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Inactivation of digestive proteases by deconjugated bilirubin: the possible evolutionary driving force for bilirubin or biliverdin predominance in animals
  1. Xiaofa Qin
  1. Dr X Qin, Department of Surgery, UMDNJ-New Jersey Medical School, 185 South Orange Avenue, Newark, NJ 07103, USA; qinxi{at}umdnj.edu

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In humans and some other animals, bilirubin is excreted as the end product of haem originating from haemoglobin and other haemoproteins, and it has been the cause of jaundice and kernicterus.1 2 The conversion of haem to bilirubin is a two-step process.1 First, haem is converted to biliverdin by haem oxygenase. Then biliverdin is converted to bilirubin by biliverdin reductase. Interestingly, many animals take biliverdin as the end product of haem, without converting it further to bilirubin.2 Biliverdin is water soluble and readily excreted through bile or urine.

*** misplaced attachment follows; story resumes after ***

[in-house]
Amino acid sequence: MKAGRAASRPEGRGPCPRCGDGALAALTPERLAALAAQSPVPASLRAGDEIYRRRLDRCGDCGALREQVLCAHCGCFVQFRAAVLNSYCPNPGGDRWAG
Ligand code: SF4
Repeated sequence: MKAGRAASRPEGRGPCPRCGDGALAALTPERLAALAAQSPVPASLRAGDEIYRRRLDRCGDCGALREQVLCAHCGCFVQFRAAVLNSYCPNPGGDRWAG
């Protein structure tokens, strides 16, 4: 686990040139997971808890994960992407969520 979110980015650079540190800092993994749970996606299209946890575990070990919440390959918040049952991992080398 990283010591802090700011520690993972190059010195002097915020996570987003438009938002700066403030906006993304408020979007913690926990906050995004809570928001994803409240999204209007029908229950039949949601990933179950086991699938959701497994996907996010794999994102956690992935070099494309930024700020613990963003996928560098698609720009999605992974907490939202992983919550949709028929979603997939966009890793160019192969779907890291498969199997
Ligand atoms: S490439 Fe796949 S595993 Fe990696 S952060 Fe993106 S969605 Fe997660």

Why the energy-consuming conversion in some animals of the innocuous biliverdin to the water-insoluble, potentially toxic bilirubin, which needs more resources for transportation and excretion, takes place has been a great puzzle.1 2 Discovery of the antioxidant property and other properties of bilirubin has suggested that the change of biliverdin to bilirubin might be an advance in evolution.1 However, …

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